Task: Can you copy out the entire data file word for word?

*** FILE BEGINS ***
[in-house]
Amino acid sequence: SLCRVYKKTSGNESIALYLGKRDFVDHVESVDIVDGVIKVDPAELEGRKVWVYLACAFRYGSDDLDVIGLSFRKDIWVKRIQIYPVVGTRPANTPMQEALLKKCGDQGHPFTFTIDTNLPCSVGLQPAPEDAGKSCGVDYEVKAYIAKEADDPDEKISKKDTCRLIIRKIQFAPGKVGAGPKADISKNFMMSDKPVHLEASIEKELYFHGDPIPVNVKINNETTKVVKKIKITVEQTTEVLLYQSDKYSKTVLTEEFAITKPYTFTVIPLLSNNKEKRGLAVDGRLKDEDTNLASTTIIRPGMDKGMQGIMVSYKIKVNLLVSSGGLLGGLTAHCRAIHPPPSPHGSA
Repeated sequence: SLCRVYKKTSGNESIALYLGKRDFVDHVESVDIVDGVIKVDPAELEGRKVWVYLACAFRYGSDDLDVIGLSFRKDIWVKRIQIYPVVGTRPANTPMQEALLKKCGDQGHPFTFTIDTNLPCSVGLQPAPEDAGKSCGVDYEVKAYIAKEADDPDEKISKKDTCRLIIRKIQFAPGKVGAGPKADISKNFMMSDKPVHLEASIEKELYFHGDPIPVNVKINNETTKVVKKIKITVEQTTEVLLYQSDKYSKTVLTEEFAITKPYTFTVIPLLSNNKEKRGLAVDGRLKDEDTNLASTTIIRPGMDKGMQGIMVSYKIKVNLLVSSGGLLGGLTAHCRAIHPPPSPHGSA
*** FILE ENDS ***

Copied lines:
[in-house]
Amino acid sequence: SLCRVYKKTSGNESIALYLGKRDFVDHVESVDIVDGVIKVDPAELEGRKVWVYLACAFRYGSDDLDVIGLSFRKDIWVKRIQIYPVVGTRPANTPMQEALLKKCGDQGHPFTFTIDTNLPCSVGLQPAPEDAGKSCGVDYEVKAYIAKEADDPDEKISKKDTCRLIIRKIQFAPGKVGAGPKADISKNFMMSDKPVHLEASIEKELYFHGDPIPVNVKINNETTKVVKKIKITVEQTTEVLLYQSDKYSKTVLTEEFAITKPYTFTVIPLLSNNKEKRGLAVDGRLKDEDTNLASTTIIRPGMDKGMQGIMVSYKIKVNLLVSSGGLLGGLTAHCRAIHPPPSPHGSA
Repeated sequence: SLCRVYKKTSGNESIALYLGKRDFVDHVESVDIVDGVIKVDPAELEGRKVWVYLACAFRYGSDDLDVIGLSFRKDIWVKRIQIYPVVGTRPANTPMQEALLKKCGDQGHPFTFTIDTNLPCSVGLQPAPEDAGKSCGVDYEVKAYIAKEADDPDEKISKKDTCRLIIRKIQFAPGKVGAGPKADISKNFMMSDKPVHLEASIEKELYFHGDPIPVNVKINNETTKVVKKIKITVEQTTEVLLYQSDKYSKTVLTEEFAITKPYTFTVIPLLSNNKEKRGLAVDGRLKDEDTNLASTTIIRPGMDKGMQGIMVSYKIKVNLLVSSGGLLGGLTAHCRAIHPPPSPHGSA